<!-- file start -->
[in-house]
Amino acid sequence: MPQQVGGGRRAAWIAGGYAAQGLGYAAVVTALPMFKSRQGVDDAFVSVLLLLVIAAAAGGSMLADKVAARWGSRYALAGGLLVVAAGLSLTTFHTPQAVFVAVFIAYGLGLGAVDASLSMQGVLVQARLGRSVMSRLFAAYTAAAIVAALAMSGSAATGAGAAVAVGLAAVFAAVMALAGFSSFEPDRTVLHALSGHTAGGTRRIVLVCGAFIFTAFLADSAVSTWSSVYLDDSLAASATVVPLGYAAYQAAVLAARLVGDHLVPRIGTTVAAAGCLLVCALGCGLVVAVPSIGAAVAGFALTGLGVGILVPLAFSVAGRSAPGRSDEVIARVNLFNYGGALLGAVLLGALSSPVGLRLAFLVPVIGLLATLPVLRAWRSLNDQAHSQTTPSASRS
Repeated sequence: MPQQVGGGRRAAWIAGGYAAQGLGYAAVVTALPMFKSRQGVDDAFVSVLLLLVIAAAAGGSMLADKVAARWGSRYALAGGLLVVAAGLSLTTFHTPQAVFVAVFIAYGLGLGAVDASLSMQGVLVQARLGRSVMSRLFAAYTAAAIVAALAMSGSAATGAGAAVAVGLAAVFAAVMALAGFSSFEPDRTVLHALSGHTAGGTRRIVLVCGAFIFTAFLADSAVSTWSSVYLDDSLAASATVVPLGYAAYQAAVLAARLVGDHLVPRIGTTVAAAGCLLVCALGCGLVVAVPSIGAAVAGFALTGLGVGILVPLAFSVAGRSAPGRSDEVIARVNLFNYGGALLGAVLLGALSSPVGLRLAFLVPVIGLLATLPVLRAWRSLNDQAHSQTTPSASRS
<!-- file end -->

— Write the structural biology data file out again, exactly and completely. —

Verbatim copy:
[in-house]
Amino acid sequence: MPQQVGGGRRAAWIAGGYAAQGLGYAAVVTALPMFKSRQGVDDAFVSVLLLLVIAAAAGGSMLADKVAARWGSRYALAGGLLVVAAGLSLTTFHTPQAVFVAVFIAYGLGLGAVDASLSMQGVLVQARLGRSVMSRLFAAYTAAAIVAALAMSGSAATGAGAAVAVGLAAVFAAVMALAGFSSFEPDRTVLHALSGHTAGGTRRIVLVCGAFIFTAFLADSAVSTWSSVYLDDSLAASATVVPLGYAAYQAAVLAARLVGDHLVPRIGTTVAAAGCLLVCALGCGLVVAVPSIGAAVAGFALTGLGVGILVPLAFSVAGRSAPGRSDEVIARVNLFNYGGALLGAVLLGALSSPVGLRLAFLVPVIGLLATLPVLRAWRSLNDQAHSQTTPSASRS
Repeated sequence: MPQQVGGGRRAAWIAGGYAAQGLGYAAVVTALPMFKSRQGVDDAFVSVLLLLVIAAAAGGSMLADKVAARWGSRYALAGGLLVVAAGLSLTTFHTPQAVFVAVFIAYGLGLGAVDASLSMQGVLVQARLGRSVMSRLFAAYTAAAIVAALAMSGSAATGAGAAVAVGLAAVFAAVMALAGFSSFEPDRTVLHALSGHTAGGTRRIVLVCGAFIFTAFLADSAVSTWSSVYLDDSLAASATVVPLGYAAYQAAVLAARLVGDHLVPRIGTTVAAAGCLLVCALGCGLVVAVPSIGAAVAGFALTGLGVGILVPLAFSVAGRSAPGRSDEVIARVNLFNYGGALLGAVLLGALSSPVGLRLAFLVPVIGLLATLPVLRAWRSLNDQAHSQTTPSASRS